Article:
So, why do I care about saving a few hundred bucks if I don’t seem to mind to blow $200 on Swiss chocolate alone, in one go? Because, it’s about managing yourself, right? Learning as we go, improving oneself. And one lesson we all need is to focus on what matters and just ignore what doesn’t. Really, just ignore. You’re allowed to mention those things in a sub sentence, but if you start explaining them and giving reasons why you need to ignore them, then you become one of those annoying persons at work who always digress when something important is being discussed. Why would I want to listen five minutes to some idiot rambling on an item that is to be ignored? I already know it’s going to be ignored.
Learn the technique to quickly skip unnecessary things, and reflect that in how you handle things. To continue the example of discussing: skip the unnecessary things efficiently by using short sentences like “it’s not an issue“, “we’ll skip that for now“, “not important“, “good, skipped“, and “for fox’ sake, Jake, if you’re not gonna shut up about how it’s sometimes OK to skip the acceptance criteria when defining user stories, because it’s never OK, I’m gonna shove this boot so deep up your ass that you’re gonna write the acceptance criteria to your dentist“. That last sentence may or might not be OK to use at your work, depending on your employer.
I notice the irony in the text above as I’m writing a rambling set of digressions as we speak. But there’s a time and place for everything and rambling digressions fit very well in a blog. I think.
Using me as an example once more, this is what I did to get started. Minimal stuff.
Bought a monitor
Bought a mouse pad with that gel padding at the wrist, as I get RSI without one
Bought a keyboard
Bought a Bamboo Stylus pen for my iPad (this was completely unnecessary but it turned out to be a great help in using the iPad for designing screens for my app)
Bought an Apple TV
None of the above I had before. I had a mouse, and a MacMini as a living room computer which my kids use to watch TV and movies on, that’s why the seemingly unnecessary Apple TV on the list. One of the rules of my life-improvement program is not to piss my family off.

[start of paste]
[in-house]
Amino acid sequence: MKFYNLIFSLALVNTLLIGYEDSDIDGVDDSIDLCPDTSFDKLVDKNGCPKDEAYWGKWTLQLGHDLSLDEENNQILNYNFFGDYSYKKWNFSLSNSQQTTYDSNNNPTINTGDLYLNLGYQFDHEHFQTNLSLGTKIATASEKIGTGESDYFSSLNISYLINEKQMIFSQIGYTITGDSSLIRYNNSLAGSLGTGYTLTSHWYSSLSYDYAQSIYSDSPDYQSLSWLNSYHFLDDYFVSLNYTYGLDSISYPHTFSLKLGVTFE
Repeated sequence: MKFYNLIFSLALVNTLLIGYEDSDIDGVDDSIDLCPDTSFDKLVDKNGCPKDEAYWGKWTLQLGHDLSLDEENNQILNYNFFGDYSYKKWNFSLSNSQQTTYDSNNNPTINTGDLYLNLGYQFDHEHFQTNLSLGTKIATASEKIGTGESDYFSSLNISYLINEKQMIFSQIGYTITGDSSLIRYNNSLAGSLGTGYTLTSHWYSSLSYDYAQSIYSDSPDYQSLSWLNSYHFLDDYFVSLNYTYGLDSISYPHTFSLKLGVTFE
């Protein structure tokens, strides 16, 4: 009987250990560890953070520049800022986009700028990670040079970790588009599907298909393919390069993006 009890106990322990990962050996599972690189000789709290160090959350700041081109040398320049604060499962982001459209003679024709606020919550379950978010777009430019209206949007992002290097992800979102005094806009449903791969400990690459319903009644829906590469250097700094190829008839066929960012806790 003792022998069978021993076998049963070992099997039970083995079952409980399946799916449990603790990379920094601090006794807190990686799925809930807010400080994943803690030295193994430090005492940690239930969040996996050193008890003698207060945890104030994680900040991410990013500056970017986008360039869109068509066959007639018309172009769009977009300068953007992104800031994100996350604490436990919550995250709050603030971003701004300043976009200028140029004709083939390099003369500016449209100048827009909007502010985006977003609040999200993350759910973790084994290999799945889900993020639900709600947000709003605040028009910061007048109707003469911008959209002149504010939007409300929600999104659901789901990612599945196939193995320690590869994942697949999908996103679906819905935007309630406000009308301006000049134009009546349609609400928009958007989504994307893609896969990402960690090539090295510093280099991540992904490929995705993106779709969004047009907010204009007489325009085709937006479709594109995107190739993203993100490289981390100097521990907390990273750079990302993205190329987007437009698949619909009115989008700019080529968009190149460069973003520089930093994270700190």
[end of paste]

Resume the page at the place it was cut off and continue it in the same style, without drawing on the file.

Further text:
This all drained about $400 from me, so I recon that is quite a cheap home office. It’s still stylish as every piece goes nicely with the white Mac look, and putting all that up in a corner of our guest bedroom on a cheap IKEA frosted glass table we had from before, my wife haven’t complained a bit about it looking horrible and not fitting our interior design. Win-win.
So you will not be seeing any blog post from me about how I built my desk, computer setup with N monitors, decorated the room, bought silly USB toys, and still did not get further in developing my app. Because all that is unnecessary right now. You actually need only a cheap, used laptop to write software and you can do that at the kitchen table or on the floor if you cannot afford a table.
Well, all that is unnecessary until you can afford it nicely. Rest assured, I will also set my home office to a code monkey’s paradise, but only when I know it makes sense – and that is when I’m sure my app will bring in some sweet cash. And that is when I see the money on my bank account, not a minute before.